Woxic reportedly benched from mousesports after ESL One Cologne - Dexerto

Woxic reportedly benched from mousesports after ESL One Cologne

Published: 24/Aug/2020 6:52

by Andrew Amos


Özgür ‘woxic’ Eker is reportedly being moved to the bench on mousesports after the European team bombed out of ESL One Cologne in 13-16th. He will be replaced by Aurimas ‘Bymas’ Pipiras, who joined the team from FaZe Clan earlier in August.

Woxic was once the star AWPer for a mousesports roster that seemingly came from nowhere. After joining the organization in 2019, he and the rest of the squad quickly rose up to one of the best in the world, peaking at rank two.

However, since the move online, mous have struggled. They have failed to find their footing in almost every event, except for a second place in ESL Pro League Season 11. In the Regional Qualifiers for the Rio Major, mous have finished dead last in one, and second-last in another.

Mousesports with ESL Pro League Season 10 trophy
Woxic (second from right) is reportedly being benched from mousesports.

The squad is biting the bullet to make changes ahead of the final chance to make it to Rio 2020. Woxic is reportedly getting benched ahead of the final push to the November major, with new sixth man Bymas replacing him, according to a report by 1pv.fr.

The decision was made due to a combination of in-game performance and attitude, according to sources close to the team.

The breaking point was ESL One Cologne, where the European hopefuls were knocked out in 13-16th ⁠— once again dead last. Their straight-sets demise included a 2-0 loss to MAD Lions, where Woxic posted a 2-19 performance on Nuke.

Rumors of Woxic’s departure started circulating after he tweeted out a waving hand emoji after mous’ loss over the weekend. There were also statements that Woxic was removed because he was toxic, which the player denied.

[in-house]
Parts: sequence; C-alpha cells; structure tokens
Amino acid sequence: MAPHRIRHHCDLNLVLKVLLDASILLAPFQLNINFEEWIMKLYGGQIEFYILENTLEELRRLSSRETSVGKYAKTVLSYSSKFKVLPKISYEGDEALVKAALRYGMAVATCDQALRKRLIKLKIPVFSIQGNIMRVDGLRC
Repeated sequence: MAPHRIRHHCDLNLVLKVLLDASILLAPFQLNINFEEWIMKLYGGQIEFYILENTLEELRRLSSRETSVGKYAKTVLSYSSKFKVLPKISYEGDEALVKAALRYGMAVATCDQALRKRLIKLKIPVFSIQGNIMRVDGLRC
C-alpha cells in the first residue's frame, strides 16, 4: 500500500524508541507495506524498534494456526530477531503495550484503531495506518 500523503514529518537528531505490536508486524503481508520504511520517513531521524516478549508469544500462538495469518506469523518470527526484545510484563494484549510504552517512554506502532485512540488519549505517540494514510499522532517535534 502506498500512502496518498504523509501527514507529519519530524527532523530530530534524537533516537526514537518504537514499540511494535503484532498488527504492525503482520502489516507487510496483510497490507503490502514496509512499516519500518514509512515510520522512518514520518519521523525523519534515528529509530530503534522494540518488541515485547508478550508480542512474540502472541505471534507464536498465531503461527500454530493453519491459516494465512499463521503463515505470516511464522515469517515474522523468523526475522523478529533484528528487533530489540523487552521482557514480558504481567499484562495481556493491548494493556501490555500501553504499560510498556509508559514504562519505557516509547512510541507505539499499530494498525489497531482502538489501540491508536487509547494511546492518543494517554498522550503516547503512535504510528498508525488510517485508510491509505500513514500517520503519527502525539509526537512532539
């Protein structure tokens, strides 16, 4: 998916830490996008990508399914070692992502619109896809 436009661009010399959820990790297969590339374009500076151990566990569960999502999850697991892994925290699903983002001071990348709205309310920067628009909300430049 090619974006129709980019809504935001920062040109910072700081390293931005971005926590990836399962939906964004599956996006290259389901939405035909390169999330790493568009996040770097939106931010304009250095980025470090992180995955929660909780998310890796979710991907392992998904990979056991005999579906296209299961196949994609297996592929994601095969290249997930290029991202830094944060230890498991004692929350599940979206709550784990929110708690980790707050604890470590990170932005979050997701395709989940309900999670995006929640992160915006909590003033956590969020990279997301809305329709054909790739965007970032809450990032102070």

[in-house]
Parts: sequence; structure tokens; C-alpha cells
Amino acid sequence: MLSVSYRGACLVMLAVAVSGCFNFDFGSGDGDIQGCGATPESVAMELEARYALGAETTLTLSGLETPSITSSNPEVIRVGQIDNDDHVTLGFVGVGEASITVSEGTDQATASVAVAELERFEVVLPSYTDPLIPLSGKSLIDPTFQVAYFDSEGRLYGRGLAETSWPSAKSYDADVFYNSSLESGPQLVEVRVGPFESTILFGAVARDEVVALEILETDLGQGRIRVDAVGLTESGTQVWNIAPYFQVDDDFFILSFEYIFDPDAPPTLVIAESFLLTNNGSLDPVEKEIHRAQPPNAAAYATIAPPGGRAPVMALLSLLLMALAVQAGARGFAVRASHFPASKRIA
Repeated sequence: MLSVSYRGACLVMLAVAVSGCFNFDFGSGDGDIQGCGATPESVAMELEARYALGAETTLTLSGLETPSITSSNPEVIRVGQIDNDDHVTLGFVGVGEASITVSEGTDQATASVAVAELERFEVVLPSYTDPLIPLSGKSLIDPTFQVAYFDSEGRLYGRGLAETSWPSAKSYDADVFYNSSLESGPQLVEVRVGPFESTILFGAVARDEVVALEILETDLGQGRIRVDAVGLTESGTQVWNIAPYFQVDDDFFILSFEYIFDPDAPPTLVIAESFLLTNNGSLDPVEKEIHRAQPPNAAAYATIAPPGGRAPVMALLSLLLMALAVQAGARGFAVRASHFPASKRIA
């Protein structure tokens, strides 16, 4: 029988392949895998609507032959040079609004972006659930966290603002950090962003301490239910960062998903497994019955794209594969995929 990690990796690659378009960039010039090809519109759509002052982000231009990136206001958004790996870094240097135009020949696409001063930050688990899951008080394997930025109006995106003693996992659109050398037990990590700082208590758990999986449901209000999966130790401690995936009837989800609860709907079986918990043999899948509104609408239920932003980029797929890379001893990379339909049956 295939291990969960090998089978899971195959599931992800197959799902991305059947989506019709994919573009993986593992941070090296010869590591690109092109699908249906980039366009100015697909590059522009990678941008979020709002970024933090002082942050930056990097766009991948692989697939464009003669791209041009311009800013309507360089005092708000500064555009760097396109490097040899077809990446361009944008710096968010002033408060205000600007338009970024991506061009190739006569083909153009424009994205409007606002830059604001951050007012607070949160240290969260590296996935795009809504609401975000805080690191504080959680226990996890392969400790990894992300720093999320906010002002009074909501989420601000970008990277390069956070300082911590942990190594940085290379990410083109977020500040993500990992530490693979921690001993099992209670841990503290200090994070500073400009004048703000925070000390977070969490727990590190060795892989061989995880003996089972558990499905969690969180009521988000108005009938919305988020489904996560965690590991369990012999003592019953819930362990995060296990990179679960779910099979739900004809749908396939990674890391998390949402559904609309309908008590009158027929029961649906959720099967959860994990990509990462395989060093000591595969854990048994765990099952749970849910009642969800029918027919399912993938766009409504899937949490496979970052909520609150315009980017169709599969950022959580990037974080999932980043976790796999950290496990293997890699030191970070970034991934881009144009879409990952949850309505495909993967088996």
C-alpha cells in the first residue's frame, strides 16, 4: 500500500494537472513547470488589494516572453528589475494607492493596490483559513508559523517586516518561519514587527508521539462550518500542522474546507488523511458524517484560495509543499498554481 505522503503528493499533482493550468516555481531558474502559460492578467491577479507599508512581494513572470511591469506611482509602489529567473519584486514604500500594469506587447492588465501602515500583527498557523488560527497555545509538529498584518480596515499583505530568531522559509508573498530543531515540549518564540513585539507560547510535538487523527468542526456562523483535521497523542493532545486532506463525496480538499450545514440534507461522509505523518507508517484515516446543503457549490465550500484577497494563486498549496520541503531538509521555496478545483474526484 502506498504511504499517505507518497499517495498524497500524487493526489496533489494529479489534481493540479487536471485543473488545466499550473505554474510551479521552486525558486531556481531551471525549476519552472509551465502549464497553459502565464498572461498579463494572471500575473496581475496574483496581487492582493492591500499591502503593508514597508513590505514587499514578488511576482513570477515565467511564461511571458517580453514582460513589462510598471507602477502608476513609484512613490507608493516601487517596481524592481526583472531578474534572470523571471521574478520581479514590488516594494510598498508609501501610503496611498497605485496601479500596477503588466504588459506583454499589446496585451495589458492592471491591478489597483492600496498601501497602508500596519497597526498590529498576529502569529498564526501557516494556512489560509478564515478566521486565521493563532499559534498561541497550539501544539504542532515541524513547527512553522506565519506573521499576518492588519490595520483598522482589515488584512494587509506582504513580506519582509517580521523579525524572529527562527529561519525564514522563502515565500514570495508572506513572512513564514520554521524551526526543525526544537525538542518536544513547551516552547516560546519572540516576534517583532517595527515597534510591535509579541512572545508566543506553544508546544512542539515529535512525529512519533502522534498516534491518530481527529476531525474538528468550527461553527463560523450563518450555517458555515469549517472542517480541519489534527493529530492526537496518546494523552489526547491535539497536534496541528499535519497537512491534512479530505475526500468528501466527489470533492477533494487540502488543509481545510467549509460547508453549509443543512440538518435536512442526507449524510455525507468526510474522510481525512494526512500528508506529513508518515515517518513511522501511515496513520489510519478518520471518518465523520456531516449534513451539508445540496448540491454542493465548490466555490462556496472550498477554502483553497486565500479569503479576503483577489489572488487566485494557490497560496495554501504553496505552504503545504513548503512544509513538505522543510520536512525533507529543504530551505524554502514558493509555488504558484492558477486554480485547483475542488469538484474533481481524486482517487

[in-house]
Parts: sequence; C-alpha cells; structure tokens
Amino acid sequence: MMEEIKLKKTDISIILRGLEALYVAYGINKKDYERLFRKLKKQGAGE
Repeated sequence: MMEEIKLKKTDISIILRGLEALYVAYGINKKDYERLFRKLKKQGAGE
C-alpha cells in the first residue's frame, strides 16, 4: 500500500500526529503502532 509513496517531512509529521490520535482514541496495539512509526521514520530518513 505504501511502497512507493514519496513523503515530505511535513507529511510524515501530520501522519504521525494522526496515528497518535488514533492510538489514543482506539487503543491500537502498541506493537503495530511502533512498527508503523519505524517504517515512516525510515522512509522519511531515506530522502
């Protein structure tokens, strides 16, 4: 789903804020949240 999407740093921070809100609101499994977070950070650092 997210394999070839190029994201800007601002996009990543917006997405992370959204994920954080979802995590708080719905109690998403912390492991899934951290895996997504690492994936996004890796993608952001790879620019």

“Whoever [I’ve] played [with] already knows I’m not toxic,” he said. “I will give more information soon, thank you for your support.”

Bymas is reportedly taking Woxic’s position on the roster, but not his role. The 16-year-old rifler did show up in some performances for FaZe Clan, but won’t be able to fill the void left by Woxic as an AWPer.

Those duties will instead fall to ChrisJ, the flexible Dutchman for mous. He isn’t new to AWPing, having picked up the role back in 2017, although he hasn’t touched it as much recently with Woxic in the mous lineup.

Mousesports are yet to confirm Woxic’s benching, or who exactly his potential replacement is. We will update you once more information arises.


How CSGO caster Anders dealt with mental health issues I The Richard Lewis interview

Published: 27/Oct/2020 1:25

by Alan Bernal


Renowned Counter-Strike caster, Anders Blume, sat down with Richard Lewis to talk about his bout with mental health issues and how he was able to cope with it all throughout the years.

Blume has been the gold-standard for on-air talent in esports. Whether it’s the amount of events he attends or the game’s he casts, his career has been a great example for others who want to follow.

Unfortunately, life doesn’t come without its hardships. Whether it was personal matters at home or a packed schedule of responsibilities, Blume was hit with a flurry of stresses that seemed to pile on at times.

This is something that Blume and Lewis recognized affects everyone, but something many don’t talk about – or even admit to themselves.

On the job, there are some times when people can invest too much of themselves into the craft, which can start to have adverse effects on their health. Outside of the job, influences from social media or the internet just adds to the mess if you let it consume you.

While there aren’t glamorous or catchy solutions to these issues, Blume found respite in everything from diet, exercise, and even meditation to start dealing with the issue head-on.

Self-control in practicing good habits and having the mental strength to cast aside negativity doesn’t come easy for all people, but it could be something everyone can work on.

Through years of practice, Blume eventually found a routine that works for him even when life gets thick, and is hoping more people can find a way to do the same for themselves.